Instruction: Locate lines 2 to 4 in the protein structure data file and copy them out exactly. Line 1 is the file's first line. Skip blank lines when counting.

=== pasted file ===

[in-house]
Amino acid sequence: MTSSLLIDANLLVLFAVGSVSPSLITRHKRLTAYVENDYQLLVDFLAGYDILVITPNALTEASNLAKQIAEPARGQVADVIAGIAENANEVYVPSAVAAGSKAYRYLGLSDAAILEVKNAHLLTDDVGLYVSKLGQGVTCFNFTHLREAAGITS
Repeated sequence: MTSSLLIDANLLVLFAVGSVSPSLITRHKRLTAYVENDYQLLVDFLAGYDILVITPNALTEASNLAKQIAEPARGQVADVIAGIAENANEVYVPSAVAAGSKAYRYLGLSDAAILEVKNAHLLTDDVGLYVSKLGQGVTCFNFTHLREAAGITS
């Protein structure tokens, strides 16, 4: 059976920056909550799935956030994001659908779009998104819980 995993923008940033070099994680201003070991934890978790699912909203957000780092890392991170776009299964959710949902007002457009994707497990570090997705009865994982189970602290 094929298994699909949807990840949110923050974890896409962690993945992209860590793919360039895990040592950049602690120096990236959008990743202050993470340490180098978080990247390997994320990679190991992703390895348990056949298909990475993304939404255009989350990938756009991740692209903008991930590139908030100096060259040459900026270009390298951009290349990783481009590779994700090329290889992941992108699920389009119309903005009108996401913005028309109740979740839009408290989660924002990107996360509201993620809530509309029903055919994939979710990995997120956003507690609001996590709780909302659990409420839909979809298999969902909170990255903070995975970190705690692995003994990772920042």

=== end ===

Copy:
Amino acid sequence: MTSSLLIDANLLVLFAVGSVSPSLITRHKRLTAYVENDYQLLVDFLAGYDILVITPNALTEASNLAKQIAEPARGQVADVIAGIAENANEVYVPSAVAAGSKAYRYLGLSDAAILEVKNAHLLTDDVGLYVSKLGQGVTCFNFTHLREAAGITS
Repeated sequence: MTSSLLIDANLLVLFAVGSVSPSLITRHKRLTAYVENDYQLLVDFLAGYDILVITPNALTEASNLAKQIAEPARGQVADVIAGIAENANEVYVPSAVAAGSKAYRYLGLSDAAILEVKNAHLLTDDVGLYVSKLGQGVTCFNFTHLREAAGITS
């Protein structure tokens, strides 16, 4: 059976920056909550799935956030994001659908779009998104819980 995993923008940033070099994680201003070991934890978790699912909203957000780092890392991170776009299964959710949902007002457009994707497990570090997705009865994982189970602290 094929298994699909949807990840949110923050974890896409962690993945992209860590793919360039895990040592950049602690120096990236959008990743202050993470340490180098978080990247390997994320990679190991992703390895348990056949298909990475993304939404255009989350990938756009991740692209903008991930590139908030100096060259040459900026270009390298951009290349990783481009590779994700090329290889992941992108699920389009119309903005009108996401913005028309109740979740839009408290989660924002990107996360509201993620809530509309029903055919994939979710990995997120956003507690609001996590709780909302659990409420839909979809298999969902909170990255903070995975970190705690692995003994990772920042």